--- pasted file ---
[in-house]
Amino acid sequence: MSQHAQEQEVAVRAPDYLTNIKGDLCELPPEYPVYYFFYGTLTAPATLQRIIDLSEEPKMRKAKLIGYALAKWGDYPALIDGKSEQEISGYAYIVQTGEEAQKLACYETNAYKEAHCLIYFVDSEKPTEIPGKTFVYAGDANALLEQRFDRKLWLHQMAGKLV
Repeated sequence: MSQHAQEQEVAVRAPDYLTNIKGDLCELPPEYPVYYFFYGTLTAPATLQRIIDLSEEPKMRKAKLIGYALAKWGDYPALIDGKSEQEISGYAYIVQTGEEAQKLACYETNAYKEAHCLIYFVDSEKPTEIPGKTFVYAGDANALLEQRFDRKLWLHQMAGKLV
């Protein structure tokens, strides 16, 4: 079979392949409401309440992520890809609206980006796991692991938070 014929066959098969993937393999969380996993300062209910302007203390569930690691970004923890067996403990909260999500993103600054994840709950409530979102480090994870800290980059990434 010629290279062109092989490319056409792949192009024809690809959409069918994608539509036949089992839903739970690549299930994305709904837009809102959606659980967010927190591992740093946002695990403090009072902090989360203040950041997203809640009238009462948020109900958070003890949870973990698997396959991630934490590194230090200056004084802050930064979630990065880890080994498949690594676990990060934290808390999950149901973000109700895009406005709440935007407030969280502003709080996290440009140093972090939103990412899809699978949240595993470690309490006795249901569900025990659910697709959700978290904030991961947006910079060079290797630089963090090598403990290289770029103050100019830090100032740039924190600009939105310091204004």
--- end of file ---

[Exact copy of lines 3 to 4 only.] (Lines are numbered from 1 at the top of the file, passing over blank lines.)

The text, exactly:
Repeated sequence: MSQHAQEQEVAVRAPDYLTNIKGDLCELPPEYPVYYFFYGTLTAPATLQRIIDLSEEPKMRKAKLIGYALAKWGDYPALIDGKSEQEISGYAYIVQTGEEAQKLACYETNAYKEAHCLIYFVDSEKPTEIPGKTFVYAGDANALLEQRFDRKLWLHQMAGKLV
């Protein structure tokens, strides 16, 4: 079979392949409401309440992520890809609206980006796991692991938070 014929066959098969993937393999969380996993300062209910302007203390569930690691970004923890067996403990909260999500993103600054994840709950409530979102480090994870800290980059990434 010629290279062109092989490319056409792949192009024809690809959409069918994608539509036949089992839903739970690549299930994305709904837009809102959606659980967010927190591992740093946002695990403090009072902090989360203040950041997203809640009238009462948020109900958070003890949870973990698997396959991630934490590194230090200056004084802050930064979630990065880890080994498949690594676990990060934290808390999950149901973000109700895009406005709440935007407030969280502003709080996290440009140093972090939103990412899809699978949240595993470690309490006795249901569900025990659910697709959700978290904030991961947006910079060079290797630089963090090598403990290289770029103050100019830090100032740039924190600009939105310091204004």